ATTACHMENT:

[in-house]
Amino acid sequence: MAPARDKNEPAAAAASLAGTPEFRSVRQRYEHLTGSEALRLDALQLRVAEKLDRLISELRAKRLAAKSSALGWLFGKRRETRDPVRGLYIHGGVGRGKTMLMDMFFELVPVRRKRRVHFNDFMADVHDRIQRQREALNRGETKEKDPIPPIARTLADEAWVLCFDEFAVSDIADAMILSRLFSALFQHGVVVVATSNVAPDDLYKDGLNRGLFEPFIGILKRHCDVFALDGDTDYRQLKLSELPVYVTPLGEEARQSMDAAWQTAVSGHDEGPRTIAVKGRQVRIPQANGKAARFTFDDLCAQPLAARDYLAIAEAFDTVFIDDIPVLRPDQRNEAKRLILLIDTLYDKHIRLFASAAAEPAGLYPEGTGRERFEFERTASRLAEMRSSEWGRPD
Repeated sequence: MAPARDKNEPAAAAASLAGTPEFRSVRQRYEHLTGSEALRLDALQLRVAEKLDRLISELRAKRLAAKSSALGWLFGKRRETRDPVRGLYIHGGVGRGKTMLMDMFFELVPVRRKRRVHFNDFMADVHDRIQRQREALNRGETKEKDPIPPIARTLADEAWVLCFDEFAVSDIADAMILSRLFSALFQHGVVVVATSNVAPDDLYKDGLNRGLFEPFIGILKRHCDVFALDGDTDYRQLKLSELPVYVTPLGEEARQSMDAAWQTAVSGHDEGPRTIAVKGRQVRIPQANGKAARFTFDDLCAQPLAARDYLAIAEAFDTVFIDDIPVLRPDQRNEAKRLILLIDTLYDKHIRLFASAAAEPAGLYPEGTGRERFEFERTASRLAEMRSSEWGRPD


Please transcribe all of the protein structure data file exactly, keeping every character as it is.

[in-house]
Amino acid sequence: MAPARDKNEPAAAAASLAGTPEFRSVRQRYEHLTGSEALRLDALQLRVAEKLDRLISELRAKRLAAKSSALGWLFGKRRETRDPVRGLYIHGGVGRGKTMLMDMFFELVPVRRKRRVHFNDFMADVHDRIQRQREALNRGETKEKDPIPPIARTLADEAWVLCFDEFAVSDIADAMILSRLFSALFQHGVVVVATSNVAPDDLYKDGLNRGLFEPFIGILKRHCDVFALDGDTDYRQLKLSELPVYVTPLGEEARQSMDAAWQTAVSGHDEGPRTIAVKGRQVRIPQANGKAARFTFDDLCAQPLAARDYLAIAEAFDTVFIDDIPVLRPDQRNEAKRLILLIDTLYDKHIRLFASAAAEPAGLYPEGTGRERFEFERTASRLAEMRSSEWGRPD
Repeated sequence: MAPARDKNEPAAAAASLAGTPEFRSVRQRYEHLTGSEALRLDALQLRVAEKLDRLISELRAKRLAAKSSALGWLFGKRRETRDPVRGLYIHGGVGRGKTMLMDMFFELVPVRRKRRVHFNDFMADVHDRIQRQREALNRGETKEKDPIPPIARTLADEAWVLCFDEFAVSDIADAMILSRLFSALFQHGVVVVATSNVAPDDLYKDGLNRGLFEPFIGILKRHCDVFALDGDTDYRQLKLSELPVYVTPLGEEARQSMDAAWQTAVSGHDEGPRTIAVKGRQVRIPQANGKAARFTFDDLCAQPLAARDYLAIAEAFDTVFIDDIPVLRPDQRNEAKRLILLIDTLYDKHIRLFASAAAEPAGLYPEGTGRERFEFERTASRLAEMRSSEWGRPD